Family rooms as cheap as £8 per person per night are on offer in youth hostels, to counter the rapid rise of "no-frills" hotels. The YHA, which runs the official hostel network in England and Wales, is also targeting the bargain-basement market, with a night on a "sleeping platform" in a camping barn on offer for just £6.

Chains such as Travelodge and easyHotel have been selling rooms using the same techniques as low-cost airlines: rewarding guests who book well in advance for off-peak dates. Travelodge has rooms sleeping two adults and two children on offer for as little as £26 - or £6.50 per person. In retaliation, the YHA is aggressively promoting its deals. "The market is more competitive, so we're making it very clear what prices we're offering," says Duncan Simpson of the YHA. "We're also focusing on more flexibility in pricing."

A typical rate is around £40, covering two adults and, in some properties, two children, but some rooms are available for families of four for as little as £32.50.

The association also boasts that its properties have an intangible extra: each is different and many are unusual. For example, what was once Smedley's Memorial Hydropathic Hospital in Matlock, Derbyshire, is now a 52-bed youth hostel, with five family rooms.

Matlock happens to be the location of the national headquarters of the YHA, which, since September, has closed 23 of its hostels as part of its controversial cull of loss-making properties; nine have subsequently reopened under new ownership, and remain in the network.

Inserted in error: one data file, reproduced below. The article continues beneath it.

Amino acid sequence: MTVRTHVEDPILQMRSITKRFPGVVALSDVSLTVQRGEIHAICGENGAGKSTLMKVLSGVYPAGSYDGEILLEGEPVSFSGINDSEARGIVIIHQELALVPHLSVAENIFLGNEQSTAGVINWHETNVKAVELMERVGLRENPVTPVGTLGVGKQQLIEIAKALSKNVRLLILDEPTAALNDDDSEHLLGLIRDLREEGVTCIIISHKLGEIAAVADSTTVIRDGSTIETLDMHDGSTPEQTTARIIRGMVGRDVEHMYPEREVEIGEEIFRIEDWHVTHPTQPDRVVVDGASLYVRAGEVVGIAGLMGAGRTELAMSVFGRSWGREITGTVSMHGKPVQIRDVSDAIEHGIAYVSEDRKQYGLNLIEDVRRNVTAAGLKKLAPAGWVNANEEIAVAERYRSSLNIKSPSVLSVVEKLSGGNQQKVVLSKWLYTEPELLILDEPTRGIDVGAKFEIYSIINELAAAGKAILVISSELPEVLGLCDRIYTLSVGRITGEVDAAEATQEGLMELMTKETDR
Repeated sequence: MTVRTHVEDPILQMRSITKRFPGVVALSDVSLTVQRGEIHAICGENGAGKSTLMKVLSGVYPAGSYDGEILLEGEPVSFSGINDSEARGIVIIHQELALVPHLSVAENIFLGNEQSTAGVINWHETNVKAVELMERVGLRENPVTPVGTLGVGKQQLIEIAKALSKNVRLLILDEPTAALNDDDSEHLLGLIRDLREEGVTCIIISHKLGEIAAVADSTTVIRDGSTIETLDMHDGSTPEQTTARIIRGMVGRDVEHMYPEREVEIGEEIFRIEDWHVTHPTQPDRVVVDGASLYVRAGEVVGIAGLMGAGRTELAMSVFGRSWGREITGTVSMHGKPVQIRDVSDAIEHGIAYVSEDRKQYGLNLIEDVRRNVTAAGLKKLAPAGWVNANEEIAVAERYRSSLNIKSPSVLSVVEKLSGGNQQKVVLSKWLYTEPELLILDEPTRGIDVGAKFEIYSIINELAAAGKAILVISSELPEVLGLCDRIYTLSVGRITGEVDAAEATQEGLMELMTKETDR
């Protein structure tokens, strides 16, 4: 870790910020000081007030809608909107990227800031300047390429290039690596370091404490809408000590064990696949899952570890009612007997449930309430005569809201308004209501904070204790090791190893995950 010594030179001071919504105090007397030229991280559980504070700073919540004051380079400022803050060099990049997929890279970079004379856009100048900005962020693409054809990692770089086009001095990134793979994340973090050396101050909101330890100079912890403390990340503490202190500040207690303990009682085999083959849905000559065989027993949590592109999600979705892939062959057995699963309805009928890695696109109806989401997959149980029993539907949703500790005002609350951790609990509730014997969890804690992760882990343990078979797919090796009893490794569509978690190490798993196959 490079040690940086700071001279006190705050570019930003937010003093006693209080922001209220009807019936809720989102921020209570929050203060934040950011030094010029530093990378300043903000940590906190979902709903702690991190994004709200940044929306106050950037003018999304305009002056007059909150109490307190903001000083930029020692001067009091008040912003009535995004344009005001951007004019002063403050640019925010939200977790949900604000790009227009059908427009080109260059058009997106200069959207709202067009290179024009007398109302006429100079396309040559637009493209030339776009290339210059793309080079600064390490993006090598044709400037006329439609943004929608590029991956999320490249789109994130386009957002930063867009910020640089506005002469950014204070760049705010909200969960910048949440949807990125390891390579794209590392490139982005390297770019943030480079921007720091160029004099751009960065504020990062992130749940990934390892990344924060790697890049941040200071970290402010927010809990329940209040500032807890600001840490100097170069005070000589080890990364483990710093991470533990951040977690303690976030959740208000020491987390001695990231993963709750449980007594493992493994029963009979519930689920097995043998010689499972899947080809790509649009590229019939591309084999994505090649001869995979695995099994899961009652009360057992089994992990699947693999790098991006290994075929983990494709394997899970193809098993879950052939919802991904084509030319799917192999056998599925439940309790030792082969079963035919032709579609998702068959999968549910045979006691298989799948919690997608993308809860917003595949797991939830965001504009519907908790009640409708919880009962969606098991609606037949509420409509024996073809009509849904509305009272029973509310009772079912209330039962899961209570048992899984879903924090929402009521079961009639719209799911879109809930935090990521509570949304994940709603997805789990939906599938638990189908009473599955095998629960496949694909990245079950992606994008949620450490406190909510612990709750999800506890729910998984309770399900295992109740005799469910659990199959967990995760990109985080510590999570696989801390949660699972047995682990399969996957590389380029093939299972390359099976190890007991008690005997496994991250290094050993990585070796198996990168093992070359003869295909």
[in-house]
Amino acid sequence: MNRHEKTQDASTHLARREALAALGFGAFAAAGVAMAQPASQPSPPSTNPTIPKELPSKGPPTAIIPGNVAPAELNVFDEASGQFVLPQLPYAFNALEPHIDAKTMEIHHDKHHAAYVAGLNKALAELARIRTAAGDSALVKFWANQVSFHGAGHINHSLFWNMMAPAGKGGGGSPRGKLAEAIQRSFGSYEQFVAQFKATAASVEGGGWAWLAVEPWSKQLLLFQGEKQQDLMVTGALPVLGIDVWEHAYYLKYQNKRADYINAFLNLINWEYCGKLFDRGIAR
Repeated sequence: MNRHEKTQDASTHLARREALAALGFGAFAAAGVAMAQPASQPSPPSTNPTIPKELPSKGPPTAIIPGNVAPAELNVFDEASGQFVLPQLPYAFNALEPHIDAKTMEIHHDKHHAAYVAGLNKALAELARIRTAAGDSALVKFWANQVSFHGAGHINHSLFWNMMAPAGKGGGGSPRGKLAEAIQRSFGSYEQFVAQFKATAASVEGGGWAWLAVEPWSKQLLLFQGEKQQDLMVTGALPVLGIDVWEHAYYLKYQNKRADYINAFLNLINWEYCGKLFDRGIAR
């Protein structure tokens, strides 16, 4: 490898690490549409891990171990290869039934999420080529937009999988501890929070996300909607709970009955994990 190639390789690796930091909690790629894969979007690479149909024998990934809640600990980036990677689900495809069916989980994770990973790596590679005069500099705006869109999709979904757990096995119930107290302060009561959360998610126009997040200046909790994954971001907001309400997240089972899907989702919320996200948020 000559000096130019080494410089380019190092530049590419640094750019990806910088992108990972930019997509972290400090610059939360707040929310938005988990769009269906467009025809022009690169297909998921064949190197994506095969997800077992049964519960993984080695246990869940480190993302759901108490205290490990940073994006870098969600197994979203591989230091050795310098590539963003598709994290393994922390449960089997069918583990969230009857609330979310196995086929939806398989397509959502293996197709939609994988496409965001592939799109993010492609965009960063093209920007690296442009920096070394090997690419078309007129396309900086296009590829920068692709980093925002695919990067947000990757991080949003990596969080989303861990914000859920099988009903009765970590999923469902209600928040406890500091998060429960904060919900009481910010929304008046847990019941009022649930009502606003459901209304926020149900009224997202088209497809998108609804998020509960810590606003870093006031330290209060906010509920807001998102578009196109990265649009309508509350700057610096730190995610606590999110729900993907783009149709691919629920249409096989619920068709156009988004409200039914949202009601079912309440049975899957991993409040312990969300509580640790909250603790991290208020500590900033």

Also in Derbyshire, no fewer than seven camping barns are on offer, offering the most basic accommodation for £6 per person per night. There is also a range of bunkhouses, including one at Steps Bridge in Devon, for £10 or less.

The YHA has pinched an idea from its US partner, and now offers tipi rental at some locations for £60 a night. These large tents, "created from an authentic Native American design", sleep six people and are fitted with a heater. One of the pioneering locations is Burley in the New Forest.

It is no longer necessary to be a YHA member (£22.95 annually for a family) but hostel rates for non-members are slightly higher.

The Scottish Youth Hostels Association has long had lower subscription rates than other nations, and is currently offering a year's free membership to students and holders of "Young Scots" cards. The forms can be downloaded from the website,, but the card is issued only when the applicant checks in to one of the country's leading hostels.

St Patrick's Day promises to be extremely busy for travellers to Dublin. Because the patron saint's day, on 17 March, falls on a Saturday this year, demand for transport and accommodation is likely to be heavier than ever. An Oige, the Irish youth hostels association, announced this week that its main hostel in Dublin is already fully booked from 15 to 18 March inclusive. Fares on the Aer Lingus short hop from Manchester to Dublin have reached £185 return for some departures that weekend, while Ryanair's Gatwick-Dublin flights are £150 return.

THE long-established Independent Hostel Guide has now put all of its information online - with the help of some funding from Defra and Europe. The website - - has details of 300 independently run hostels, such as the Hatters Hostel in the Northern Quarter of Manchester, which has beds from £15.50 per night.

Another is the Old Red Lion, in Castle Acre, Norfolk, a former pub converted to a backpackers' hostel, with beds at £15, and Yoga Weekends for £105, including accommodation and meals. In south-west Wales, the 18th-century Long Barn is on an organic farm, and sleeps 34, for £8 each a night.

The most northerly independent hostel in Britain is the Hurdiback on Papa Stour in Shetland, with beds at £12 a night. Access is by ferry, which runs intermittently, often on request only, and not at all on Tuesdays and Thursdays.